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      They will work quads, glutes and abs, and let’s not forget your ability to stabilize.

      3 sets of 6-10 reps will do the job.

      6.Burpees

      For conditioning and decreasing body fat this exercise might be one of the most effective ones out there, and most intense. And you need zero equipment. This is done for either time or reps.

      Stand erect, squat down and place your hands on the floor. Kick your feet back to a pushup position, and depending on strength levels you can do a “push-up” by laying your body flat on the floor. This might go for a correct Burpee, but for speed and intensity purposes it’s more efficient to go for a push-up position, then jump back to the squat position and do a jump in the air.

      3 sets of 10-12 repetitions with 20 second rest between sets or go for time: 4-6 sets of 20 seconds with 10 seconds rest.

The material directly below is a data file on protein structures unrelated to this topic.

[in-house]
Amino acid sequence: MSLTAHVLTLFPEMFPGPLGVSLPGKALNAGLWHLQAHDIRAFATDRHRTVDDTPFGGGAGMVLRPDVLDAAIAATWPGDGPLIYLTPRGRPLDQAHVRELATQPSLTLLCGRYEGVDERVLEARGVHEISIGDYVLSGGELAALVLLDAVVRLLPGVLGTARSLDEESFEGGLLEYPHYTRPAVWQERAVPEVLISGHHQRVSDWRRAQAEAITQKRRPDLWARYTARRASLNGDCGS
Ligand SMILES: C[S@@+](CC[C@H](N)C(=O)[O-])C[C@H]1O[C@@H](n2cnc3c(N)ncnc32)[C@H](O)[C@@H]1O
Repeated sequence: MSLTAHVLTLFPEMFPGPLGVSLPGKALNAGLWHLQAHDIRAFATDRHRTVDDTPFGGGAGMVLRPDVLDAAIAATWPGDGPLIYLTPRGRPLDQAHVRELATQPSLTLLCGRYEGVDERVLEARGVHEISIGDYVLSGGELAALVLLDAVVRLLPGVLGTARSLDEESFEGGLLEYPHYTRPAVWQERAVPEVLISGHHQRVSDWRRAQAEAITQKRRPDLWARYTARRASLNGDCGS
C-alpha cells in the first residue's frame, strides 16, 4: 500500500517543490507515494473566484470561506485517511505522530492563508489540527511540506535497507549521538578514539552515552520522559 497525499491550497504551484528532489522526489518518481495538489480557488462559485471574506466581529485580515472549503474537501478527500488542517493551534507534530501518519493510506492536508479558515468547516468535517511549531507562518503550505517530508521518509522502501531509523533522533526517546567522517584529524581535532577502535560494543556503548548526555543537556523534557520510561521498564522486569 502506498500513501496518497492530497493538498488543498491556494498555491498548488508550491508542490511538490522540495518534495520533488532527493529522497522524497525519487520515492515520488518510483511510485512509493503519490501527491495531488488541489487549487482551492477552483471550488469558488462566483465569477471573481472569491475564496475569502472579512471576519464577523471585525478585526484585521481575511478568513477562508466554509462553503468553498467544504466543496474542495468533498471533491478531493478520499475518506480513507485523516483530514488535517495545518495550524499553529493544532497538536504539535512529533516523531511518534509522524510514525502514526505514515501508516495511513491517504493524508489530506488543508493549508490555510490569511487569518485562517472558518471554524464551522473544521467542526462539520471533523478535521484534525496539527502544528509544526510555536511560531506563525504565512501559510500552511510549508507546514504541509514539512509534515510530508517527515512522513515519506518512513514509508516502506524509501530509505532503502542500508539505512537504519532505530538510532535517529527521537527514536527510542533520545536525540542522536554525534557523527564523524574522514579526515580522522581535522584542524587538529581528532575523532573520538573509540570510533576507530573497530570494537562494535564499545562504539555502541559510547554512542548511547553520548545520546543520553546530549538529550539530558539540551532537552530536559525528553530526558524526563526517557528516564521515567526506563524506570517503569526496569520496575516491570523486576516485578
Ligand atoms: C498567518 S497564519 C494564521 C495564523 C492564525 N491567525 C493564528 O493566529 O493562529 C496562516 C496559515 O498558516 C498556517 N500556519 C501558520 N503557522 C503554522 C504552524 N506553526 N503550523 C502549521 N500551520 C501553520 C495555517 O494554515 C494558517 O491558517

7.Sprints

      One of the most underrated forms of bodyweight training is sprinting. You’re basically throwing your body forward, which is a test of relative strength. Can be done for short duration, high intensity, short rest for conditioning and fat loss purposes or longer rest periods, high speed and short durations for explosiveness and increase your potential to increase strength. By working on sprint technique you’ll be more aware of how to move your body in space. Mastering the art of sprinting is one of the most athletic skills.

      The last 3 exercises are more advanced variations

      8.Handstand Pushups